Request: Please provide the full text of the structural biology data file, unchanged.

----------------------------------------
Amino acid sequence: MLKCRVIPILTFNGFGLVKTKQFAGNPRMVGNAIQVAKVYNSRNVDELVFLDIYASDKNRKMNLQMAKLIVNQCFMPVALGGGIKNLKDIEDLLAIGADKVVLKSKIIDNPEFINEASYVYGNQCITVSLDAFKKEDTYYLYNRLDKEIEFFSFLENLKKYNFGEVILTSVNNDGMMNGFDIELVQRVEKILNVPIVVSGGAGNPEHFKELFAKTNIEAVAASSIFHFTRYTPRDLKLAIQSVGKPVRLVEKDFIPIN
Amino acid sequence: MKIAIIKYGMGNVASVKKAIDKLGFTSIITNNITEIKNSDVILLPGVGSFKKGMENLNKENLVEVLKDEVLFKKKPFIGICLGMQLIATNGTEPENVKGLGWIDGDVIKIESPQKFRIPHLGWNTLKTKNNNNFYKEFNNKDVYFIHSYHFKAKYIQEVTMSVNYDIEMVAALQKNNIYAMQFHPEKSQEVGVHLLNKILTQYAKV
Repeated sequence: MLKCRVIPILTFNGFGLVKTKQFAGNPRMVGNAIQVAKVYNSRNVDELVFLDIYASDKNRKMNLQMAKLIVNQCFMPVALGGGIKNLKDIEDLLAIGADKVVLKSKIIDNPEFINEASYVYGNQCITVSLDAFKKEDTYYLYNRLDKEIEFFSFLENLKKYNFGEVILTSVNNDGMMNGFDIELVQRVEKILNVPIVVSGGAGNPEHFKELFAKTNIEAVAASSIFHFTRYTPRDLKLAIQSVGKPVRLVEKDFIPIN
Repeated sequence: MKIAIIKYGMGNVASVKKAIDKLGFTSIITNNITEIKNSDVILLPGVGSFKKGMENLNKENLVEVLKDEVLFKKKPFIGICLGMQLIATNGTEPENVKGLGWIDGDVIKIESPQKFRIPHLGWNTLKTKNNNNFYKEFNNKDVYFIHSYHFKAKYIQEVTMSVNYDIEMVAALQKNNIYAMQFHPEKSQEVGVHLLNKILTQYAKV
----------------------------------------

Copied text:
Amino acid sequence: MLKCRVIPILTFNGFGLVKTKQFAGNPRMVGNAIQVAKVYNSRNVDELVFLDIYASDKNRKMNLQMAKLIVNQCFMPVALGGGIKNLKDIEDLLAIGADKVVLKSKIIDNPEFINEASYVYGNQCITVSLDAFKKEDTYYLYNRLDKEIEFFSFLENLKKYNFGEVILTSVNNDGMMNGFDIELVQRVEKILNVPIVVSGGAGNPEHFKELFAKTNIEAVAASSIFHFTRYTPRDLKLAIQSVGKPVRLVEKDFIPIN
Amino acid sequence: MKIAIIKYGMGNVASVKKAIDKLGFTSIITNNITEIKNSDVILLPGVGSFKKGMENLNKENLVEVLKDEVLFKKKPFIGICLGMQLIATNGTEPENVKGLGWIDGDVIKIESPQKFRIPHLGWNTLKTKNNNNFYKEFNNKDVYFIHSYHFKAKYIQEVTMSVNYDIEMVAALQKNNIYAMQFHPEKSQEVGVHLLNKILTQYAKV
Repeated sequence: MLKCRVIPILTFNGFGLVKTKQFAGNPRMVGNAIQVAKVYNSRNVDELVFLDIYASDKNRKMNLQMAKLIVNQCFMPVALGGGIKNLKDIEDLLAIGADKVVLKSKIIDNPEFINEASYVYGNQCITVSLDAFKKEDTYYLYNRLDKEIEFFSFLENLKKYNFGEVILTSVNNDGMMNGFDIELVQRVEKILNVPIVVSGGAGNPEHFKELFAKTNIEAVAASSIFHFTRYTPRDLKLAIQSVGKPVRLVEKDFIPIN
Repeated sequence: MKIAIIKYGMGNVASVKKAIDKLGFTSIITNNITEIKNSDVILLPGVGSFKKGMENLNKENLVEVLKDEVLFKKKPFIGICLGMQLIATNGTEPENVKGLGWIDGDVIKIESPQKFRIPHLGWNTLKTKNNNNFYKEFNNKDVYFIHSYHFKAKYIQEVTMSVNYDIEMVAALQKNNIYAMQFHPEKSQEVGVHLLNKILTQYAKV